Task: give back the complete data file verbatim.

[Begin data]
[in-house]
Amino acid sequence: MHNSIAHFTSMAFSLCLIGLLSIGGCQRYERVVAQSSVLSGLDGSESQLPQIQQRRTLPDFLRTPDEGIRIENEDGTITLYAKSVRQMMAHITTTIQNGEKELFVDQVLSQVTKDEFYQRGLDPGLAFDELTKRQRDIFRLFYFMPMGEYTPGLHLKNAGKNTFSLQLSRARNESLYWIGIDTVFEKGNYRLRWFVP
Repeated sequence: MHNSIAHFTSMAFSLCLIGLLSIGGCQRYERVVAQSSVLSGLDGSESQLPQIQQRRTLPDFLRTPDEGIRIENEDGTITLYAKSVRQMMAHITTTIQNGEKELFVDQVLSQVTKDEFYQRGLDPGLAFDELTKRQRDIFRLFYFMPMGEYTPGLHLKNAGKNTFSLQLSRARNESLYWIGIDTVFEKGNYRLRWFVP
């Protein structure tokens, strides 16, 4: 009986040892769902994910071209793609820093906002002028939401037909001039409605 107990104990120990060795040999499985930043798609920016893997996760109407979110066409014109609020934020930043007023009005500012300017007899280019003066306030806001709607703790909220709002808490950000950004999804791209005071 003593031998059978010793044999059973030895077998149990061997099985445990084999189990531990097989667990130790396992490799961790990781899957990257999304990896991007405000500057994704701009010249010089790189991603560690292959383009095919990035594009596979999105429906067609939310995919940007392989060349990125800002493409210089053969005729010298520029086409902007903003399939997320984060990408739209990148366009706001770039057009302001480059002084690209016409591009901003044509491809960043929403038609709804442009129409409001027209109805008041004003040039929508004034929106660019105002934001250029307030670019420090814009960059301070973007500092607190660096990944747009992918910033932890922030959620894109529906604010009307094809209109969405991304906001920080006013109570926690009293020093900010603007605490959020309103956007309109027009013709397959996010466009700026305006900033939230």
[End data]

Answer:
[in-house]
Amino acid sequence: MHNSIAHFTSMAFSLCLIGLLSIGGCQRYERVVAQSSVLSGLDGSESQLPQIQQRRTLPDFLRTPDEGIRIENEDGTITLYAKSVRQMMAHITTTIQNGEKELFVDQVLSQVTKDEFYQRGLDPGLAFDELTKRQRDIFRLFYFMPMGEYTPGLHLKNAGKNTFSLQLSRARNESLYWIGIDTVFEKGNYRLRWFVP
Repeated sequence: MHNSIAHFTSMAFSLCLIGLLSIGGCQRYERVVAQSSVLSGLDGSESQLPQIQQRRTLPDFLRTPDEGIRIENEDGTITLYAKSVRQMMAHITTTIQNGEKELFVDQVLSQVTKDEFYQRGLDPGLAFDELTKRQRDIFRLFYFMPMGEYTPGLHLKNAGKNTFSLQLSRARNESLYWIGIDTVFEKGNYRLRWFVP
């Protein structure tokens, strides 16, 4: 009986040892769902994910071209793609820093906002002028939401037909001039409605 107990104990120990060795040999499985930043798609920016893997996760109407979110066409014109609020934020930043007023009005500012300017007899280019003066306030806001709607703790909220709002808490950000950004999804791209005071 003593031998059978010793044999059973030895077998149990061997099985445990084999189990531990097989667990130790396992490799961790990781899957990257999304990896991007405000500057994704701009010249010089790189991603560690292959383009095919990035594009596979999105429906067609939310995919940007392989060349990125800002493409210089053969005729010298520029086409902007903003399939997320984060990408739209990148366009706001770039057009302001480059002084690209016409591009901003044509491809960043929403038609709804442009129409409001027209109805008041004003040039929508004034929106660019105002934001250029307030670019420090814009960059301070973007500092607190660096990944747009992918910033932890922030959620894109529906604010009307094809209109969405991304906001920080006013109570926690009293020093900010603007605490959020309103956007309109027009013709397959996010466009700026305006900033939230």